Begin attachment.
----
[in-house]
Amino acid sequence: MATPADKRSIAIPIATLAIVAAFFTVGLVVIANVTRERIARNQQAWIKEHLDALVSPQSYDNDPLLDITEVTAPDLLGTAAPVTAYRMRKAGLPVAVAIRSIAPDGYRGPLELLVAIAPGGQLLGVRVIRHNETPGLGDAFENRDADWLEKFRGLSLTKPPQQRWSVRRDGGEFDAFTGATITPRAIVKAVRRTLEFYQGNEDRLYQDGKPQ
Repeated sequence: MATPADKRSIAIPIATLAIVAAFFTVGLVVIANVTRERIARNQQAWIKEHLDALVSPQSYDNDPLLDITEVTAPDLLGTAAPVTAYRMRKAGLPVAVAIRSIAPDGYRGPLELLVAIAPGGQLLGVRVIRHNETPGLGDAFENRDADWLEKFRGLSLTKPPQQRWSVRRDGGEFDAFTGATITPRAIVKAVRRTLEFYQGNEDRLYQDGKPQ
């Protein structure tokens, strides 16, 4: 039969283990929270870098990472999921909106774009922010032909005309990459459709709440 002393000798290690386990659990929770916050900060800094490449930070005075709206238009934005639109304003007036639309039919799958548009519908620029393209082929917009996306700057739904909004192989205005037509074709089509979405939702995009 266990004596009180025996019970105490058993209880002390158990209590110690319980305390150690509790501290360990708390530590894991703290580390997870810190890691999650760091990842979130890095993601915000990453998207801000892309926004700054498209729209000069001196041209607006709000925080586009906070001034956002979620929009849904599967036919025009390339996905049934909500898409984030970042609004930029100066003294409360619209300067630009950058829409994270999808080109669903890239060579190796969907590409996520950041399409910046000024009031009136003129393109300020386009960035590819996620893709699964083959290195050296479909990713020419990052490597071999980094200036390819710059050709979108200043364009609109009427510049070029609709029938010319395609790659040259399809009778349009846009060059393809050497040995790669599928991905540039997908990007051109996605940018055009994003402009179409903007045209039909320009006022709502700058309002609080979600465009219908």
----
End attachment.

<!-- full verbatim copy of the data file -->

[in-house]
Amino acid sequence: MATPADKRSIAIPIATLAIVAAFFTVGLVVIANVTRERIARNQQAWIKEHLDALVSPQSYDNDPLLDITEVTAPDLLGTAAPVTAYRMRKAGLPVAVAIRSIAPDGYRGPLELLVAIAPGGQLLGVRVIRHNETPGLGDAFENRDADWLEKFRGLSLTKPPQQRWSVRRDGGEFDAFTGATITPRAIVKAVRRTLEFYQGNEDRLYQDGKPQ
Repeated sequence: MATPADKRSIAIPIATLAIVAAFFTVGLVVIANVTRERIARNQQAWIKEHLDALVSPQSYDNDPLLDITEVTAPDLLGTAAPVTAYRMRKAGLPVAVAIRSIAPDGYRGPLELLVAIAPGGQLLGVRVIRHNETPGLGDAFENRDADWLEKFRGLSLTKPPQQRWSVRRDGGEFDAFTGATITPRAIVKAVRRTLEFYQGNEDRLYQDGKPQ
């Protein structure tokens, strides 16, 4: 039969283990929270870098990472999921909106774009922010032909005309990459459709709440 002393000798290690386990659990929770916050900060800094490449930070005075709206238009934005639109304003007036639309039919799958548009519908620029393209082929917009996306700057739904909004192989205005037509074709089509979405939702995009 266990004596009180025996019970105490058993209880002390158990209590110690319980305390150690509790501290360990708390530590894991703290580390997870810190890691999650760091990842979130890095993601915000990453998207801000892309926004700054498209729209000069001196041209607006709000925080586009906070001034956002979620929009849904599967036919025009390339996905049934909500898409984030970042609004930029100066003294409360619209300067630009950058829409994270999808080109669903890239060579190796969907590409996520950041399409910046000024009031009136003129393109300020386009960035590819996620893709699964083959290195050296479909990713020419990052490597071999980094200036390819710059050709979108200043364009609109009427510049070029609709029938010319395609790659040259399809009778349009846009060059393809050497040995790669599928991905540039997908990007051109996605940018055009994003402009179409903007045209039909320009006022709502700058309002609080979600465009219908």